“Let’s Go Back in Time, Ladies and Gentlemen!”

Posted by Angela Arias Zapata – PhD student.  Media, Culture, and Communication. NYU

Douglas DC-3

It was a rainy Friday morning in San José del Guaviare when I boarded the old Douglas DC-3 that would take me to La Chorrera, in the Colombian Amazon region. The DC-3 is an American made cargo airplane, famous for its role during the Second World War. A member of the aircrew inaugurated our flight with the words “let’s go back in time, ladies and gentlemen!”, in a gesture of complicity with nervous passengers like me. He was clearly referring to the old aircraft we were in, but, looking at them in retrospective, his words also spoke about the nature of my fieldwork in La Chorrera.

As a first year doctoral student at the Department of Media, Culture, and Communication at NYU, my research interests include state violence, official discourses and counter-discourses of memory in the context of endemic violence and war, as well as community based practices of memorialization and resilience. This Summer, I will be doing fieldwork in Colombia, with the intention of exploring the tensions between local and national discourses and projects of memorialization. Reflecting on collective memory goes beyond the historical reconstruction of violent events. It is, indeed, revisiting the past, but it is also understanding how that past is defined by its social functions in the present. In that sense, the old airplane was taking me in a journey to the past but also to a quest to understand the meaning of said past for the present inhabitants of La Chorrera.

I’m interested in the site known as Casa Arana, the center of the rubber boom expansion that took place between the 1900s and the 1930s in the Amazon. As a place where a genocide was coordinated and carried out —approximately 40,000 Uitoto, Bora and Andoque natives were enslaved and murdered there—, this construction has a particular history and, after the genocide ended, it has played many unexpected social roles. After the rubber boom, the place was used as an orphanage run by Capuchin monks, as the regional headquarters for the National Bank for Agrarian Development [Caja Agraria], and as a High School by the Salesian monks. Today is a public school run by the indigenous local population, known as House of Knowledge [Casa del Conocimiento].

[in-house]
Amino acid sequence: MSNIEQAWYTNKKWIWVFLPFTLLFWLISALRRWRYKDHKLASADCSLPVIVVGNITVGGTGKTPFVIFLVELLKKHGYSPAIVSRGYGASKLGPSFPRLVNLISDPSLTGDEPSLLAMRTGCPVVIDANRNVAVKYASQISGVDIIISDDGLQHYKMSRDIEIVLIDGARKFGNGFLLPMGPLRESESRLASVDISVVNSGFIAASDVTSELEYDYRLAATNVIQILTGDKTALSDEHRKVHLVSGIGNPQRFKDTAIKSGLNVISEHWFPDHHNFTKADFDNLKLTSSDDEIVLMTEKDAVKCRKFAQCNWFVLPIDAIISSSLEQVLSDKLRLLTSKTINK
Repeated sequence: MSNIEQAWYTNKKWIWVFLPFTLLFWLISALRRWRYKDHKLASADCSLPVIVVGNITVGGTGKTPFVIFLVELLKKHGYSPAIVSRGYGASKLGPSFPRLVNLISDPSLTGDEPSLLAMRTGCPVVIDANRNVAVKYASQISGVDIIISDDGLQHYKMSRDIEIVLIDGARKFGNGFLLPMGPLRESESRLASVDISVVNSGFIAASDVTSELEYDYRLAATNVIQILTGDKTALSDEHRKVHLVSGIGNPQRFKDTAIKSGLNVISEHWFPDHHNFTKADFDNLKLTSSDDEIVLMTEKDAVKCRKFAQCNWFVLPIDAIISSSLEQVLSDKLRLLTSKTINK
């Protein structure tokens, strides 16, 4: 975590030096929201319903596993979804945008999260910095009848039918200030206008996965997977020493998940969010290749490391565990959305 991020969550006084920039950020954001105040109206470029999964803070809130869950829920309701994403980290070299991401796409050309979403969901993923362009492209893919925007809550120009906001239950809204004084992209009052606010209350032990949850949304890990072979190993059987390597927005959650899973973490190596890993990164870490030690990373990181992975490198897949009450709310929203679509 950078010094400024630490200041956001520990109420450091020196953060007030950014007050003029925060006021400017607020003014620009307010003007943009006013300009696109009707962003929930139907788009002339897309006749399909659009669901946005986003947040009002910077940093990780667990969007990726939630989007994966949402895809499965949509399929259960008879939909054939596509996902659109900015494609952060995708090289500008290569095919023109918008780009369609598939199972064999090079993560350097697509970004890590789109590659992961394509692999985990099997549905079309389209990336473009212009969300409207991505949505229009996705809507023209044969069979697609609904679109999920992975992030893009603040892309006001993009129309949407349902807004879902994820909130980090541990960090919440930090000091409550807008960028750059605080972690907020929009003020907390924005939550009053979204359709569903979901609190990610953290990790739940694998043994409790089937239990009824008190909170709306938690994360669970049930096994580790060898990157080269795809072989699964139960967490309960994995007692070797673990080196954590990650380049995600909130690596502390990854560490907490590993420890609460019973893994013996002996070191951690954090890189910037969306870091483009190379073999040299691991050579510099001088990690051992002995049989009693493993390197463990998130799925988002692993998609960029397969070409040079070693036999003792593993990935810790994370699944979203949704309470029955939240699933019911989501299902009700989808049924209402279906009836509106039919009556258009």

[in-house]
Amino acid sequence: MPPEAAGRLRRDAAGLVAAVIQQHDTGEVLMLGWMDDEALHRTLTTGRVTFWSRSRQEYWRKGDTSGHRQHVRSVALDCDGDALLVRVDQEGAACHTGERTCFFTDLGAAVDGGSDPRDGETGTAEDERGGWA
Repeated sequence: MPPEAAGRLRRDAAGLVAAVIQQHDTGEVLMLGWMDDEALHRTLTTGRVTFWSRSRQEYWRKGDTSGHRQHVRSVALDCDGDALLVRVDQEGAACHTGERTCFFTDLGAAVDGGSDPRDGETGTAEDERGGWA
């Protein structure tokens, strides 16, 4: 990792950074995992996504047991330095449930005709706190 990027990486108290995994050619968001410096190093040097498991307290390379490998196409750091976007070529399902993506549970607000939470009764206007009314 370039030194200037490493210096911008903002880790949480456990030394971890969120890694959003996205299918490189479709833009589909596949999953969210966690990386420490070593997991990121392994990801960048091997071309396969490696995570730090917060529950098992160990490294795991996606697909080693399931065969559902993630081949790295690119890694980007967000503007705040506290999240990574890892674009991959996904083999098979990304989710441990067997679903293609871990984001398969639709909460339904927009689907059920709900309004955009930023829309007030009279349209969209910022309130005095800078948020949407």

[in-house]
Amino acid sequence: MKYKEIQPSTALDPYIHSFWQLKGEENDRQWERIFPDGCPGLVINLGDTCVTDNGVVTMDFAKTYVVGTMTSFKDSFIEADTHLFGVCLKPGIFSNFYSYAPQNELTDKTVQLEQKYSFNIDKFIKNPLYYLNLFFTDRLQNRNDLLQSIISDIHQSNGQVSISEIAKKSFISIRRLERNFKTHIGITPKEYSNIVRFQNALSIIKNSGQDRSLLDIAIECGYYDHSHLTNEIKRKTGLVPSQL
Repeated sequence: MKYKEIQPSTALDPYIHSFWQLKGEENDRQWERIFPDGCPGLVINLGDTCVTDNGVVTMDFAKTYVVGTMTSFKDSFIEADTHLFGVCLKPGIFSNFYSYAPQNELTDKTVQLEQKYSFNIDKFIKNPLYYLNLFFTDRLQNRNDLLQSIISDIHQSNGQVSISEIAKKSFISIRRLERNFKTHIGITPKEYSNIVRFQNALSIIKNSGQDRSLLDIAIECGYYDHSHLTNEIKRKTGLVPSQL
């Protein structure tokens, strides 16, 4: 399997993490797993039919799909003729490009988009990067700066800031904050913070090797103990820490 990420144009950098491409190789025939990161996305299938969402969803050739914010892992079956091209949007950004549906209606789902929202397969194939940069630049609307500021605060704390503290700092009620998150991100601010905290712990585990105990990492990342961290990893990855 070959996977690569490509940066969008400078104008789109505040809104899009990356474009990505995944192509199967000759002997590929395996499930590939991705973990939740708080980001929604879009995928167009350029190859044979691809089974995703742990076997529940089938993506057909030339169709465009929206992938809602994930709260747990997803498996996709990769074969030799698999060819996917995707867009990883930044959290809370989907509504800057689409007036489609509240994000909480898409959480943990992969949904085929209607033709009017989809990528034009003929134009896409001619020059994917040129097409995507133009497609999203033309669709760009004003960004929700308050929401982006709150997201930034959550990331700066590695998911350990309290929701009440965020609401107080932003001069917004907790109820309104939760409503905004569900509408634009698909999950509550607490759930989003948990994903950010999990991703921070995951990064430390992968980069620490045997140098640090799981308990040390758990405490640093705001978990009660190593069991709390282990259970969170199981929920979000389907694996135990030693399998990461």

Casa Arana

Currently, there is a project created by the National Center for Historical Memory [Centro Nacional de Memoria Histórica] and the political organizations of the region. The idea is to transform this place into a museum. I find extremely interesting the fact that the house has been, for more than thirty years, the location of the village school. The relevance that this place has for the present inhabitants of La Chorrera, in their daily lives, seems to be precisely that of the educational institution from which most of them graduated. I see, in the project of transforming the house into a museum, in a site of commemoration of the human tragedy associated with the rubber boom, a point of interaction between local and national discourses of memory. Moreover, the fact that the museum is still a project and not a reality, that its final form is still being negotiated, makes it even more interesting. From my view, creating this museum involves, on the side of the state sponsored institution in charge of the project (the National Center for Historical Memory), a background of academic and institutional discourses on memory. On the side of the inhabitants of La Chorrera, it involves matters of political organization and recognition of their rights, as well as their capacity to negotiate with a State that did not protect their rights and now attempts to repair that damage. I will be exploring the interactions between these two kind of discourses during the following weeks.

Leave a Reply

Fill in your details below or click an icon to log in:

WordPress.com Logo

You are commenting using your WordPress.com account. Log Out /  Change )

Google photo

You are commenting using your Google account. Log Out /  Change )

Twitter picture

You are commenting using your Twitter account. Log Out /  Change )

Facebook photo

You are commenting using your Facebook account. Log Out /  Change )

Connecting to %s

This site uses Akismet to reduce spam. Learn how your comment data is processed.

%d bloggers like this: